"Bring it on!" he bellowed.  "Clearly you know nothing about the walking dead.  You should watch THE WALKING DEAD."

"The TV show?"

"More like a documentary to prepare us for the inevitable."

"The inevitable zombie apocalypse?"

He glared at me.  "You scoff, I can tell you're a scoffer.  But you'll be laughing out the other side of your ass when they start munching on your brain.  You are incredibly naive, I got no more time for you."  He marched off down the street.

"But sir, what about your car?"  I stood and watched him walk away from me.  I guess I had said something wrong, but I didn't know whether to let him walk and have his personal space or if I should follow him.  While I was waiting to decide, a minivan pulled into the driveway.  A large man climbed out and stared at the yard.

"What the hell..." he mumbled.  "Who are you?" he asked.

"Bill Thomas, I'm here to deliver a car to Mr. Clarkson."

"I"m Tim Clarkson, we spoke on the phone."

I was very confused.  "You're Mr. Clarkson?"

"Yes I am, and I know exactly who did this to my yard.  Ralph Edison, my neighbor behind me.  He has been bugging me for months to fortify my house along with him for some zombie apocalypse.  Then he waits for me to go out of town and does it himself?"

I shrugged.  "I just came to deliver your new car, and I can tell you its a nice one."

"Did Ralph bother you?"

"No, he was somewhat informative."

"Yes, in a very insane way.  You got paperwork for me to sign?"  I handed it to him and he signed.  "Now if you'll excuse me, I have to go have a conversation with Ralph."  He started to march across his yard, and I shouted a warning before he stepped on the leaves covering the pit.  He shook his head in disgust.  "This is just crazy!"

I felt the same way as I picked up my bag and walked away.

Thursday, February 2, 2017


I was getting tired as I neared Tallahassee, Florida on Interstate 10. I had driven all the way from Dallas, Texas and was feeling burned out.  I still had 200 miles to go, and decided I need some refreshment.  So I got off at the Thomasville Road exit and soon found a Circle K mini mart.

I parked and got out of the car, stretching my legs and doing some squats, and hearing some cracking noises in my body as I did so.  I walked inside and could immediately see the massive soda pop station, with a wide variety of choices of sugary drinks.  Filled my styrofoam cup with crushed ice and Dr. Pepper, then headed for the counter to pay for it.

The Cashier was a bright and cheerful little spark plug of a woman.  "Hi, how are you this evening?"

I smiled.  "Just fine, thanks.  And you?"

"Can't complain, can't complain.  Well, I could, but nobody would listen."  She howled with laughter.  "Carol's the name, and Circle K is my game."

"OK Carol, just let me buy this large Dr. Pepper and I'll be out of your hair."

She waved me off.  "You're not in my hair, and you're not a bother.  But what does bother me is that you got a Polar Pop."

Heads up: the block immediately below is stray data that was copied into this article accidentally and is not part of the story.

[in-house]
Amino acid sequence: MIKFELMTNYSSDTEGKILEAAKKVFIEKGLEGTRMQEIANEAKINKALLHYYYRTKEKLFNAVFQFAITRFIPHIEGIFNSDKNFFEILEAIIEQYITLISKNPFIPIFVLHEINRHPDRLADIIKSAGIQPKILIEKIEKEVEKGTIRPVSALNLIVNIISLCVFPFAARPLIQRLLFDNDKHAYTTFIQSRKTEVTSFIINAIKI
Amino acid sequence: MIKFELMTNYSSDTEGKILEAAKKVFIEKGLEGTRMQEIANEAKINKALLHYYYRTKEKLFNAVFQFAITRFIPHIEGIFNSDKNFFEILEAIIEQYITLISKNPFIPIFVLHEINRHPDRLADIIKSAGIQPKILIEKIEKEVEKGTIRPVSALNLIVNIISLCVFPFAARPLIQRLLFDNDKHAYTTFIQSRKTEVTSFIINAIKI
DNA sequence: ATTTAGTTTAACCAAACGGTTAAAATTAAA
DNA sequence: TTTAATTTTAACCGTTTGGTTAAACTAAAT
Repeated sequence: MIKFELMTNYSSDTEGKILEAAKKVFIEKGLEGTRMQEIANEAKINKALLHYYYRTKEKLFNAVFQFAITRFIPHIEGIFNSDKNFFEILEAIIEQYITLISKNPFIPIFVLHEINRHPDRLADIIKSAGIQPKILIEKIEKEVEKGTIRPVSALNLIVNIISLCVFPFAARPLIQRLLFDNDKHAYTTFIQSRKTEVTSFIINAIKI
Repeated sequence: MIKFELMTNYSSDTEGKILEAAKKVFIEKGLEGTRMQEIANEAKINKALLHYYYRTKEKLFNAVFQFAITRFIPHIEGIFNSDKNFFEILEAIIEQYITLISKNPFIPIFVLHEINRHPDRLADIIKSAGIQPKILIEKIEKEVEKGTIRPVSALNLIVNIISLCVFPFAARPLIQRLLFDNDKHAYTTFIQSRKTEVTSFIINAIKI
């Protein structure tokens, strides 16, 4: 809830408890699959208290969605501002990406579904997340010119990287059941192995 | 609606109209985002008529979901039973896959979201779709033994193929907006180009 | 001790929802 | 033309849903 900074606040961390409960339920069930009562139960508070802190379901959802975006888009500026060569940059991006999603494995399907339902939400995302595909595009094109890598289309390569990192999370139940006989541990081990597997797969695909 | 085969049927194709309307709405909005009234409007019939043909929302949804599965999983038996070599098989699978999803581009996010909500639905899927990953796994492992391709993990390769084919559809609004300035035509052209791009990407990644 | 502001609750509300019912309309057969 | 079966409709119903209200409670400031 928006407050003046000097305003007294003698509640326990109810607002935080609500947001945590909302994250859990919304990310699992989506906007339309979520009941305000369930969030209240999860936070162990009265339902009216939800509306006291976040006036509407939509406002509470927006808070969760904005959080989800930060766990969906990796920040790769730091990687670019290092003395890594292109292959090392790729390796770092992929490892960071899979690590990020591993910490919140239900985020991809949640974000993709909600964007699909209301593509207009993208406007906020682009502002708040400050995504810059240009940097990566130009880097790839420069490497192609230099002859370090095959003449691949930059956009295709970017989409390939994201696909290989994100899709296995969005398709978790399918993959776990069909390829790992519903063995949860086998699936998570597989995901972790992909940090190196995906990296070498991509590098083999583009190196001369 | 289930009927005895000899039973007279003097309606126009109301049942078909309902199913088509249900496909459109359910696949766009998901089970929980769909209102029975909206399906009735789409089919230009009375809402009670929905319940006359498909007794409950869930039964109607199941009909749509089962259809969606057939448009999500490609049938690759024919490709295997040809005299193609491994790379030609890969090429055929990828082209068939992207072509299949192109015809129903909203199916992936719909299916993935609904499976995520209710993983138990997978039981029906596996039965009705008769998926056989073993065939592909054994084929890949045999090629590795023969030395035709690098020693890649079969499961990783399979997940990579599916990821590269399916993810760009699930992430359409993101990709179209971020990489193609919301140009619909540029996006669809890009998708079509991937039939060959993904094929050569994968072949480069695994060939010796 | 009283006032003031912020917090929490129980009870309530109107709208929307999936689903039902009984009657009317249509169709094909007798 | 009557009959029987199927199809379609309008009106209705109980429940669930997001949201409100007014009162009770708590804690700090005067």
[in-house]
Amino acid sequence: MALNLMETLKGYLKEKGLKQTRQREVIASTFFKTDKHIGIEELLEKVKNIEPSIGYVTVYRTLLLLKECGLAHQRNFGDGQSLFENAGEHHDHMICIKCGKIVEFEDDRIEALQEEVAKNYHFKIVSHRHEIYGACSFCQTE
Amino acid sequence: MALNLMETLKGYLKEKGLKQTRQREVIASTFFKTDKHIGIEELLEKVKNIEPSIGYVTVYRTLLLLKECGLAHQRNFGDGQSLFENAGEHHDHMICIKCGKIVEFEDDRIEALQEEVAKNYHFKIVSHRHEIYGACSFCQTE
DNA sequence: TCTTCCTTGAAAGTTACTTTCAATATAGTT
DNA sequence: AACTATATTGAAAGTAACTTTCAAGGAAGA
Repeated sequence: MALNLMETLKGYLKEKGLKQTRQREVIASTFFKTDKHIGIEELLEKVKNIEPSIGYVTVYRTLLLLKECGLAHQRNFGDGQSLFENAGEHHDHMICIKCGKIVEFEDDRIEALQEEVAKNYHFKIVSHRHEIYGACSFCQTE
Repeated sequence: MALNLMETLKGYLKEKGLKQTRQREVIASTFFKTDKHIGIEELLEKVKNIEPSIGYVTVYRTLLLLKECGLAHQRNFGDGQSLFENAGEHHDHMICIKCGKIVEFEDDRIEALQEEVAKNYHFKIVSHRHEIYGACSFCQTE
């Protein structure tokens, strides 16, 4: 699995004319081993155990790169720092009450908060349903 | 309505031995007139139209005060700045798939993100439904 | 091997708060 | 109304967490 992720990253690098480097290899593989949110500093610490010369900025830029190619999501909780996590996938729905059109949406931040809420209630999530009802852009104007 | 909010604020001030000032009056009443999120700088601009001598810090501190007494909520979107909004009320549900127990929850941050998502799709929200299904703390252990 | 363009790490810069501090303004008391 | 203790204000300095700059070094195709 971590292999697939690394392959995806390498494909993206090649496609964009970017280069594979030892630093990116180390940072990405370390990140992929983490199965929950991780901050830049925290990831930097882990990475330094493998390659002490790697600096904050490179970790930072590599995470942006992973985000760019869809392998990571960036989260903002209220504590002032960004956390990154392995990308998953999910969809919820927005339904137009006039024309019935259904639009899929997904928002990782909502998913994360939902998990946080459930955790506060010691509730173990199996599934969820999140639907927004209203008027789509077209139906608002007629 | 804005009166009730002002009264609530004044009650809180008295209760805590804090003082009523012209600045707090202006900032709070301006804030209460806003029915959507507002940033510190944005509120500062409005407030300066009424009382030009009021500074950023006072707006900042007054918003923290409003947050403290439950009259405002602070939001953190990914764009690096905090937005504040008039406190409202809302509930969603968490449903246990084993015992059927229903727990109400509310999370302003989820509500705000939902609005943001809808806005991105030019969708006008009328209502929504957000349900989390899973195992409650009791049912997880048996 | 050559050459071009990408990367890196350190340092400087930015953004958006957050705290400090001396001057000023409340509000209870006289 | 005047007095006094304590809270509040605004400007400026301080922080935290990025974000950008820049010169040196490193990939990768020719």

I looked down at my cup, confused.  "Why?"

"Because there is nothing in that cup that's good for you.  Sugar and chemicals and God only knows what else."

"I'm tired, and I can use a boost."

She put both of her hands palms down on the counter and leaned towards me.  "A temporary boost!  An artificial boost!  And then you will come crashing down."  She picked up two handfuls of M&M bags and threw them down hard on the counter to demonstrate a crash.  "Do you want that?"

"I don't know," I said, unsure what was coming next.

She looked at me knowingly and smiled.  "How about a banana instead?"

"No thank you."

She pointed to the basket with several fruits just to the left of her counter.  "Fresh fruit, it's God's natural laxative."

"Nope, not today."

"How about an apple?"

"No, no apples."

"You don't like apples?'

"I love apples."

She grinned.  "You ever had an apple fritter?"

"I sure have, they are delicious."

"But have you actually tasted one?"

"Yes Carol, and that is how I know they are delicious."

"I'm not kidding you, they are so good.  Try a bite."  She reached below the counter and pulled out an apple fritter with a large bite taken out of it.  "Come on, try some."

"No, none for me."

"Don't be shy, have a big old bite."

"Not really hungry right now."

"Don't be silly, it's not like I have some horrible STD or something."  She looked at me very slyly.  "We hope."  She winked broadly at me.

"I'll pass."

"What is your name, sir?"


"Your momma didn't give you a last name?"

"Thomas.  Bill Thomas."

"Well Bill, you are being ridiculous and missing out on a real treat.  This might have been your one chance to find out what an apple fritter tastes like.  And you blew it."

"I didn't mean --"

"You blew it.   You'd rather pour poison soda pop down your throat than eat a healthy and nutritious apple fritter.  All I can say to you is please pay and get out of here."

The drink was 79 cents, so I put a dollar down and started to walk out of the store.  I figured she could keep the change.

As I reached for the door to go out, I heard her say  "The kind of guy who thinks he can just put his money down and walk out the door.  The kind of guy who thinks I want his charity.  Low down bastard."

And that's the life of A Driving Fool in 2017.